9 canvas trainers | Noodle recipes | Viral maskne patches | Eco-friendly homeware brands


Fans of gripping historical fiction will love this witchy debut novel

The witch trials that swept Europe and North America between the 15th and 18th centuries have long fascinated many, not least for what they tell us about the role of women at the time (many academics have observed that accused witches tended to be women whose looks or behaviour didn't conform with the era's narrow feminine ideal). Published today following a six-figure deal, Elizabeth Lee's debut novel Cunning Women (Windmill) is set in Lancashire in 1620, eight years after the county was rocked by the infamous Pendle Witch Trials. And it proves that the subject of witches is as ripe for exploration as ever.

"'Cunning women' was a real-life term for women who made a living off their supposed magical abilities, selling herbal tinctures, love charms and other folk remedies for everyday problems," says Stylist Loves' deputy editor Moya Crockett. "Lee's novel follows Sarah, a witch's daughter who knows she'll have to take up her mother's trade one day. Their isolated family is viewed with deep suspicion by the local villagers – but when Sarah befriends Daniel, the local farmer's son, she thinks another life might be possible. With a painfully unexpected ending, this is a story about loneliness, connection and female rage that fans of intensely atmospheric historical fiction will love." £14.99, Bookshop.org

Six planet-friendly buys to mark Earth Day 2021 – find out more here
Neighbourhood Botanicals / £28
From the UK's first carbon negative beauty brand, this facial oil is full of squalane and vitamin E
RE=COMB / £16
Only 7-11% of the world's plastic gets recycled – these combs give materials destined for landfill and the ocean a second life
Small Beer / £15
This B-Corp certified company meets the highest sustainable standards – their pale ale is packed with tropical flavours
House of Bilimoria / £13
Upcycled from fabric offcuts, this made-to-order sleep mask will help combat summer's pre-5am sunrises
Baukjen / £99
Ethically made from a special wood fibre viscose, this shirt is created using 50% less water than generic viscose
Yala Jeweleery / £35
Zero-waste brass pendant + 14k recycled gold chain = the sustainable necklace your jewellery collection will love

5 recipes to try if you love noodles, whether you've got 10 minutes or 2 hours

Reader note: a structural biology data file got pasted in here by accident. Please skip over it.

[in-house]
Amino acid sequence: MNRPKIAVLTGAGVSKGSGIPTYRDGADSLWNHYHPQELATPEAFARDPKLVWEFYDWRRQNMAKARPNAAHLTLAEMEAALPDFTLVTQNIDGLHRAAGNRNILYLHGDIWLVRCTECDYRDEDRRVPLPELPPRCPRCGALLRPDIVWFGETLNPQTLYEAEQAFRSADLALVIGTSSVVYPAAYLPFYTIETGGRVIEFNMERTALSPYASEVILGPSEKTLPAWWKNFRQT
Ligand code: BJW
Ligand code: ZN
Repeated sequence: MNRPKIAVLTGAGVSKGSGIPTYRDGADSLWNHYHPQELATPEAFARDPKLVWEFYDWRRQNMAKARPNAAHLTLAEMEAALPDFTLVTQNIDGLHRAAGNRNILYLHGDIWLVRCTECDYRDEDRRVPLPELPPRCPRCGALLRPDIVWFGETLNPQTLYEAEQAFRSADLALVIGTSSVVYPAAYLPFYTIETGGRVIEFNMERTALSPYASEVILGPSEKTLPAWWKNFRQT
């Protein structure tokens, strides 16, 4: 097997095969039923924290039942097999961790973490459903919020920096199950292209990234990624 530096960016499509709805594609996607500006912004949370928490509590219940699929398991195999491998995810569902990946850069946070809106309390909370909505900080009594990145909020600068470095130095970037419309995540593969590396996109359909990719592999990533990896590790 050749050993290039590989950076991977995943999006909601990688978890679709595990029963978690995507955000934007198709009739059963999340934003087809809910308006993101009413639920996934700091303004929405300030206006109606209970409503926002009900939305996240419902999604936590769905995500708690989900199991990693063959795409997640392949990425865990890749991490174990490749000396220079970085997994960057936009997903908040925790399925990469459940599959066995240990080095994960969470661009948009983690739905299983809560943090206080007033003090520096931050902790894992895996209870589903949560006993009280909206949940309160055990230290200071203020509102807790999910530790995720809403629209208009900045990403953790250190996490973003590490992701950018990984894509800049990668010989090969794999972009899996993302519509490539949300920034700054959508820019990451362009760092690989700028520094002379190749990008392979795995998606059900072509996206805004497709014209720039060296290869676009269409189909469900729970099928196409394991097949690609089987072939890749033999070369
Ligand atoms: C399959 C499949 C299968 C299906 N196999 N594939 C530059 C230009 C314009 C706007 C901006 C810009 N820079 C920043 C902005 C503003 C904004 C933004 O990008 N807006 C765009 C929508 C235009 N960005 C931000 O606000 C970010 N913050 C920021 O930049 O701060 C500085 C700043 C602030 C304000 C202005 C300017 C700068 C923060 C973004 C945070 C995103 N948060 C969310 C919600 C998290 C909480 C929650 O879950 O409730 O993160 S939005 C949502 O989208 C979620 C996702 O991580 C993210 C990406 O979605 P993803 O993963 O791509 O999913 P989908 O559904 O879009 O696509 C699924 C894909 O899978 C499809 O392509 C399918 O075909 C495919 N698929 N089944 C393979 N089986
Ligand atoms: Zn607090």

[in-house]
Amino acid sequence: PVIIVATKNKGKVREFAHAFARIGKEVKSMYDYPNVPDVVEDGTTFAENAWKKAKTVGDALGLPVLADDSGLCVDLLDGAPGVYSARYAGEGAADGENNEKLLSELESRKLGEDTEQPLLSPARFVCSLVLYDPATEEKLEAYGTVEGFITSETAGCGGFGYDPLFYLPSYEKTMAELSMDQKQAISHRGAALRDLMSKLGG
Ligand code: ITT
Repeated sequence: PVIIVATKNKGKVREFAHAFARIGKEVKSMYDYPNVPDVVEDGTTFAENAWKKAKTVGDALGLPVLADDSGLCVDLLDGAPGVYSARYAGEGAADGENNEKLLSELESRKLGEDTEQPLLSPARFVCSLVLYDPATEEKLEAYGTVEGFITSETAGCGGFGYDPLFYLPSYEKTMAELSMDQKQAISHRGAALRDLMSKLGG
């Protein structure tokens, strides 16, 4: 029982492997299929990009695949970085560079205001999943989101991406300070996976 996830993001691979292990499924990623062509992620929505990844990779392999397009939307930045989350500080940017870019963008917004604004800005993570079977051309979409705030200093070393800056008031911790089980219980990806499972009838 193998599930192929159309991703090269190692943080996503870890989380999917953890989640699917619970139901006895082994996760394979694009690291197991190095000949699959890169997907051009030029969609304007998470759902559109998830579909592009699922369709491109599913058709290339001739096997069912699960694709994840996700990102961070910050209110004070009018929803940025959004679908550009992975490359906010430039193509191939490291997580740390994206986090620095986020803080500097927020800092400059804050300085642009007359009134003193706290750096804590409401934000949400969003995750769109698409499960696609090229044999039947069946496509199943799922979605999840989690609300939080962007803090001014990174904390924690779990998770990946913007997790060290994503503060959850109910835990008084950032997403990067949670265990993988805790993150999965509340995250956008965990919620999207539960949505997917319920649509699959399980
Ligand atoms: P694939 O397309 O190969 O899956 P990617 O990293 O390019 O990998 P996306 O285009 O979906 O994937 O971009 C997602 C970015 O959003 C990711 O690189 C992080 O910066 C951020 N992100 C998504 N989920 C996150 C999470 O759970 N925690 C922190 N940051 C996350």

Add these new-to-the-UK viral skin stickers to your anti-maskne arsenal

Now that lockdown is easing, you may be dabbling in wearing foundation or concealer after months of bare-faced bliss. But if your skin is less than cheerful about the combination of masks and make-up, we suggest taking inspiration from TikTok. Blemish stickers are a surprise Gen Z favourite – and buzzy US skincare brand Peace Out, which arrived in the UK yesterday, is the skin sticker creator par excellence.

While it has a handful of products, Peace Out  – which launched in the US in 2017 – is best known for its Acne Dots, which have been the #1 acne product in Sephora North America for the last two years. These fleshy, sticky little patches use hydrocolloid polymer technology (normally found in bandages to limit scarring and promote healing) to soak spots in a potent yet soothing blend of salicylic acid, vitamin A and aloe vera leaf extract. The Stylist Loves team has road-tested them, and can vouch that they really do suck the bad stuff out of blocked pores and shrink angry under-the-skin spots down to a more manageable size. They're designed to be left on for six hours or more, so are ideal for wearing overnight (or on days when your diary is Zoom meeting-free). Plus, they'll stop you unconsciously picking at your face – which is half the battle, right? £17 for 20, Boots

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Image credits: Yala Jewellery; © Sam Folan; Jenny Huang; © Ryland Peters & Small; courtesy of brands
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